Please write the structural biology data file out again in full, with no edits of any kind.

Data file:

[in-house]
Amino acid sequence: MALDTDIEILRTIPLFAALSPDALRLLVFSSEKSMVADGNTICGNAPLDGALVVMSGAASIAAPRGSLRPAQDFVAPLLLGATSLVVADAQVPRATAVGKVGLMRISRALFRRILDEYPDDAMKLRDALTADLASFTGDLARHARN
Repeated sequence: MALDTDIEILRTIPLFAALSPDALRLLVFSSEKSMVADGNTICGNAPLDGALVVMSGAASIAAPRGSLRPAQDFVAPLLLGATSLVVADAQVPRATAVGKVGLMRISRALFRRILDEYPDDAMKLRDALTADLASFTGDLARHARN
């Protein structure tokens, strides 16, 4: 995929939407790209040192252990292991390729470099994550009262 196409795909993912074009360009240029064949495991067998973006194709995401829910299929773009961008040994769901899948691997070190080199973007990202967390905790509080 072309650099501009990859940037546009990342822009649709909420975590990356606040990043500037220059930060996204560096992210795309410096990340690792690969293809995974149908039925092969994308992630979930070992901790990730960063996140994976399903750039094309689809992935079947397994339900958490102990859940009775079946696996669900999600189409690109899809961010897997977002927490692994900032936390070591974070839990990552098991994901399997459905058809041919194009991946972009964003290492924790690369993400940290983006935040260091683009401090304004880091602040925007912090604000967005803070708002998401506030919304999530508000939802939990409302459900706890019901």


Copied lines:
[in-house]
Amino acid sequence: MALDTDIEILRTIPLFAALSPDALRLLVFSSEKSMVADGNTICGNAPLDGALVVMSGAASIAAPRGSLRPAQDFVAPLLLGATSLVVADAQVPRATAVGKVGLMRISRALFRRILDEYPDDAMKLRDALTADLASFTGDLARHARN
Repeated sequence: MALDTDIEILRTIPLFAALSPDALRLLVFSSEKSMVADGNTICGNAPLDGALVVMSGAASIAAPRGSLRPAQDFVAPLLLGATSLVVADAQVPRATAVGKVGLMRISRALFRRILDEYPDDAMKLRDALTADLASFTGDLARHARN
């Protein structure tokens, strides 16, 4: 995929939407790209040192252990292991390729470099994550009262 196409795909993912074009360009240029064949495991067998973006194709995401829910299929773009961008040994769901899948691997070190080199973007990202967390905790509080 072309650099501009990859940037546009990342822009649709909420975590990356606040990043500037220059930060996204560096992210795309410096990340690792690969293809995974149908039925092969994308992630979930070992901790990730960063996140994976399903750039094309689809992935079947397994339900958490102990859940009775079946696996669900999600189409690109899809961010897997977002927490692994900032936390070591974070839990990552098991994901399997459905058809041919194009991946972009964003290492924790690369993400940290983006935040260091683009401090304004880091602040925007912090604000967005803070708002998401506030919304999530508000939802939990409302459900706890019901």